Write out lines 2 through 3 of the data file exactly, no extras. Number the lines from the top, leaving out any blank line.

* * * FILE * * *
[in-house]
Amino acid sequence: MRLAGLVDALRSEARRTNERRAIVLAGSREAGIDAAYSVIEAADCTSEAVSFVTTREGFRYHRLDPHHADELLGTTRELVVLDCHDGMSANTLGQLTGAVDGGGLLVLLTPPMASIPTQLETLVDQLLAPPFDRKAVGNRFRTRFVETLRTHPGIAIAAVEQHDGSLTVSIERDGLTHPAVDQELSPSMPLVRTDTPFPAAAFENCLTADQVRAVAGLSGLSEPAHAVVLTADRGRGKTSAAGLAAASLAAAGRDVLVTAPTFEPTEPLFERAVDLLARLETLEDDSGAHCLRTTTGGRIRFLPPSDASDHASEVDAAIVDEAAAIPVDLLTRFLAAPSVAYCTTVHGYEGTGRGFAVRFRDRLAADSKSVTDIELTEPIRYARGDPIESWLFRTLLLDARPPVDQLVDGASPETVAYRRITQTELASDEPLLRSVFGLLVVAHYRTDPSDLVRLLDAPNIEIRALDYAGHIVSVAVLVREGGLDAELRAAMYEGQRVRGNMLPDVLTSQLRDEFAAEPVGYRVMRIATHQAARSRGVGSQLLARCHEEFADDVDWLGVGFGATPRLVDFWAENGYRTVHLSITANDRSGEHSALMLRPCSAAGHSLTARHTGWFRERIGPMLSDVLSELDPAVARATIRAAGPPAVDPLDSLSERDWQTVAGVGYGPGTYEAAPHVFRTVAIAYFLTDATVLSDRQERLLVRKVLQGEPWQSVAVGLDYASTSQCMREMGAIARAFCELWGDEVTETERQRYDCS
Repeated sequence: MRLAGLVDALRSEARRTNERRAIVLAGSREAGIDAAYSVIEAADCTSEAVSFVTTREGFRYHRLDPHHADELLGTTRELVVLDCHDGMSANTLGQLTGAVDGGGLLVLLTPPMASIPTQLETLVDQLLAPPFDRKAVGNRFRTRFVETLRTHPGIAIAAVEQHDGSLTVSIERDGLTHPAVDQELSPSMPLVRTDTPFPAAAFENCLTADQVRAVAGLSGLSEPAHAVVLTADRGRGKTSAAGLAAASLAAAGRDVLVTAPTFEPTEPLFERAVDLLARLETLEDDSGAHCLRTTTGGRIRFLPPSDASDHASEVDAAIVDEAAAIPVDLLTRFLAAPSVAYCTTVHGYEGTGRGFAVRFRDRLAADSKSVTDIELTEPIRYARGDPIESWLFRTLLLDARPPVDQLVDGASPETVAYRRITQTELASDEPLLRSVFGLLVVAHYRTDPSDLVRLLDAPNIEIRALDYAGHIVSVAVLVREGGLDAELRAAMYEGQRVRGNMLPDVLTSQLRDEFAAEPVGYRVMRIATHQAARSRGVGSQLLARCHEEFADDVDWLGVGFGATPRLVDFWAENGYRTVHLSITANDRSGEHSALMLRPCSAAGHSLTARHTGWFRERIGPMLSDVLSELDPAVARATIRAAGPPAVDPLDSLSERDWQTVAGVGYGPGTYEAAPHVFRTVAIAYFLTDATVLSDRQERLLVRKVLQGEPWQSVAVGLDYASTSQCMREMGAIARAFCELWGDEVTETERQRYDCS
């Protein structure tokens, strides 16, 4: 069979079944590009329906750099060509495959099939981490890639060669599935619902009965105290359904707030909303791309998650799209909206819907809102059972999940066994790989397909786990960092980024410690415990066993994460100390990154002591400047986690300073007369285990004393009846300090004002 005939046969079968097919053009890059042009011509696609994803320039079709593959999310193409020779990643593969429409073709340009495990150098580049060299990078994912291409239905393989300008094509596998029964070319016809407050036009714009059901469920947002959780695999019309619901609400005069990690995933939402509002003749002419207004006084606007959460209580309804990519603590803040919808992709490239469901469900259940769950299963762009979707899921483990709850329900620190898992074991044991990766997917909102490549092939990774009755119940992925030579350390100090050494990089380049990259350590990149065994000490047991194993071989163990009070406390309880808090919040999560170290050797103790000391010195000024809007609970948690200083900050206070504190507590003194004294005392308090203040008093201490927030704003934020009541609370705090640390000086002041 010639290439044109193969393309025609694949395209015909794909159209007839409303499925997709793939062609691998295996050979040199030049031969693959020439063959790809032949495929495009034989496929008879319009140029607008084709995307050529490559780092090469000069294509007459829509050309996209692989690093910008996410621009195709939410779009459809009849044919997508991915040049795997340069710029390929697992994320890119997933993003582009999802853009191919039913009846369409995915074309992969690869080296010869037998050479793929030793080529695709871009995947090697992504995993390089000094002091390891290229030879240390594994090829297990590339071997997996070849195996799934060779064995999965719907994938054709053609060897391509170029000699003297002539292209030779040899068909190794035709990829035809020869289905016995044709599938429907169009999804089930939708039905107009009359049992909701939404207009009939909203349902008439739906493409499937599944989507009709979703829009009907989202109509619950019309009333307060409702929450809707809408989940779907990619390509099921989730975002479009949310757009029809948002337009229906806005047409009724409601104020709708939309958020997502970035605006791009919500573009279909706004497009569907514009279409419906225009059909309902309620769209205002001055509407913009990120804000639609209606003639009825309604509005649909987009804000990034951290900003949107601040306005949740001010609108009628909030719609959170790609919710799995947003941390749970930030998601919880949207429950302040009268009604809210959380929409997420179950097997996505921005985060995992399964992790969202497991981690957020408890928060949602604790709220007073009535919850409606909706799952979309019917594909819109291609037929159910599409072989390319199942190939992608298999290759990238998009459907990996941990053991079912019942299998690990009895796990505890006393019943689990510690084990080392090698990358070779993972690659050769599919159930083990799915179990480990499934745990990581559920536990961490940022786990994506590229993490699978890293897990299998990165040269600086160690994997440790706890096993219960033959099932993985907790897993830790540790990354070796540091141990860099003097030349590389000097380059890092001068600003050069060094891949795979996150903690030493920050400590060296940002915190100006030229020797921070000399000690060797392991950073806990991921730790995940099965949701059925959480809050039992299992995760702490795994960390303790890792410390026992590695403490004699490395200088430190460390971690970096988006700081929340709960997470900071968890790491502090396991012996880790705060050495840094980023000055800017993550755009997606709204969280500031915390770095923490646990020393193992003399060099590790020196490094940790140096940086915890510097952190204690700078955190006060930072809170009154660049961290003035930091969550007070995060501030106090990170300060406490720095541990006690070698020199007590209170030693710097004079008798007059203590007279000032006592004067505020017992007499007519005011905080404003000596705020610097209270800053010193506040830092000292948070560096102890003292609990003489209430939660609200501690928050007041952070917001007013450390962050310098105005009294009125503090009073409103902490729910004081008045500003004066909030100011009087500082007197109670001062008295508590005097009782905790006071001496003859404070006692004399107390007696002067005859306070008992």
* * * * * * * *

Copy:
Amino acid sequence: MRLAGLVDALRSEARRTNERRAIVLAGSREAGIDAAYSVIEAADCTSEAVSFVTTREGFRYHRLDPHHADELLGTTRELVVLDCHDGMSANTLGQLTGAVDGGGLLVLLTPPMASIPTQLETLVDQLLAPPFDRKAVGNRFRTRFVETLRTHPGIAIAAVEQHDGSLTVSIERDGLTHPAVDQELSPSMPLVRTDTPFPAAAFENCLTADQVRAVAGLSGLSEPAHAVVLTADRGRGKTSAAGLAAASLAAAGRDVLVTAPTFEPTEPLFERAVDLLARLETLEDDSGAHCLRTTTGGRIRFLPPSDASDHASEVDAAIVDEAAAIPVDLLTRFLAAPSVAYCTTVHGYEGTGRGFAVRFRDRLAADSKSVTDIELTEPIRYARGDPIESWLFRTLLLDARPPVDQLVDGASPETVAYRRITQTELASDEPLLRSVFGLLVVAHYRTDPSDLVRLLDAPNIEIRALDYAGHIVSVAVLVREGGLDAELRAAMYEGQRVRGNMLPDVLTSQLRDEFAAEPVGYRVMRIATHQAARSRGVGSQLLARCHEEFADDVDWLGVGFGATPRLVDFWAENGYRTVHLSITANDRSGEHSALMLRPCSAAGHSLTARHTGWFRERIGPMLSDVLSELDPAVARATIRAAGPPAVDPLDSLSERDWQTVAGVGYGPGTYEAAPHVFRTVAIAYFLTDATVLSDRQERLLVRKVLQGEPWQSVAVGLDYASTSQCMREMGAIARAFCELWGDEVTETERQRYDCS
Repeated sequence: MRLAGLVDALRSEARRTNERRAIVLAGSREAGIDAAYSVIEAADCTSEAVSFVTTREGFRYHRLDPHHADELLGTTRELVVLDCHDGMSANTLGQLTGAVDGGGLLVLLTPPMASIPTQLETLVDQLLAPPFDRKAVGNRFRTRFVETLRTHPGIAIAAVEQHDGSLTVSIERDGLTHPAVDQELSPSMPLVRTDTPFPAAAFENCLTADQVRAVAGLSGLSEPAHAVVLTADRGRGKTSAAGLAAASLAAAGRDVLVTAPTFEPTEPLFERAVDLLARLETLEDDSGAHCLRTTTGGRIRFLPPSDASDHASEVDAAIVDEAAAIPVDLLTRFLAAPSVAYCTTVHGYEGTGRGFAVRFRDRLAADSKSVTDIELTEPIRYARGDPIESWLFRTLLLDARPPVDQLVDGASPETVAYRRITQTELASDEPLLRSVFGLLVVAHYRTDPSDLVRLLDAPNIEIRALDYAGHIVSVAVLVREGGLDAELRAAMYEGQRVRGNMLPDVLTSQLRDEFAAEPVGYRVMRIATHQAARSRGVGSQLLARCHEEFADDVDWLGVGFGATPRLVDFWAENGYRTVHLSITANDRSGEHSALMLRPCSAAGHSLTARHTGWFRERIGPMLSDVLSELDPAVARATIRAAGPPAVDPLDSLSERDWQTVAGVGYGPGTYEAAPHVFRTVAIAYFLTDATVLSDRQERLLVRKVLQGEPWQSVAVGLDYASTSQCMREMGAIARAFCELWGDEVTETERQRYDCS